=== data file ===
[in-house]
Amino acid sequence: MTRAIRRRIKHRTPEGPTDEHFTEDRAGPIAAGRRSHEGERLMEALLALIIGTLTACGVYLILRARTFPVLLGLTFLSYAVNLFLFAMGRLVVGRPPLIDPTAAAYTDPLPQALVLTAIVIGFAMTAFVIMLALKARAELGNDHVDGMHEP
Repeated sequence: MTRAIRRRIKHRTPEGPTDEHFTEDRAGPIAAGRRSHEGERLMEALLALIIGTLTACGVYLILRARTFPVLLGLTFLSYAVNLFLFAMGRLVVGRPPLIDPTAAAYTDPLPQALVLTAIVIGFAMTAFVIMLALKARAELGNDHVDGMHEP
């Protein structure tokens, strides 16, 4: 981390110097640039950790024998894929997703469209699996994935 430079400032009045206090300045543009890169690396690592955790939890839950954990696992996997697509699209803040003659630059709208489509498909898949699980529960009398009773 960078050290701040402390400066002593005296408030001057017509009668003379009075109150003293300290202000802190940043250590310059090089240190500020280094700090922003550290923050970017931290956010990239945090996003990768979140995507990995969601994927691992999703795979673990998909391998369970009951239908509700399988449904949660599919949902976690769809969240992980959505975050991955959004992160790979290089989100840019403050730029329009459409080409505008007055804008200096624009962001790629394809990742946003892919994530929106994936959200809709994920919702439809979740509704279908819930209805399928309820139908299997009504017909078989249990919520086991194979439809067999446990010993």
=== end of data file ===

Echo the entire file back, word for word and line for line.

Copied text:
[in-house]
Amino acid sequence: MTRAIRRRIKHRTPEGPTDEHFTEDRAGPIAAGRRSHEGERLMEALLALIIGTLTACGVYLILRARTFPVLLGLTFLSYAVNLFLFAMGRLVVGRPPLIDPTAAAYTDPLPQALVLTAIVIGFAMTAFVIMLALKARAELGNDHVDGMHEP
Repeated sequence: MTRAIRRRIKHRTPEGPTDEHFTEDRAGPIAAGRRSHEGERLMEALLALIIGTLTACGVYLILRARTFPVLLGLTFLSYAVNLFLFAMGRLVVGRPPLIDPTAAAYTDPLPQALVLTAIVIGFAMTAFVIMLALKARAELGNDHVDGMHEP
């Protein structure tokens, strides 16, 4: 981390110097640039950790024998894929997703469209699996994935 430079400032009045206090300045543009890169690396690592955790939890839950954990696992996997697509699209803040003659630059709208489509498909898949699980529960009398009773 960078050290701040402390400066002593005296408030001057017509009668003379009075109150003293300290202000802190940043250590310059090089240190500020280094700090922003550290923050970017931290956010990239945090996003990768979140995507990995969601994927691992999703795979673990998909391998369970009951239908509700399988449904949660599919949902976690769809969240992980959505975050991955959004992160790979290089989100840019403050730029329009459409080409505008007055804008200096624009962001790629394809990742946003892919994530929106994936959200809709994920919702439809979740509704279908819930209805399928309820139908299997009504017909078989249990919520086991194979439809067999446990010993």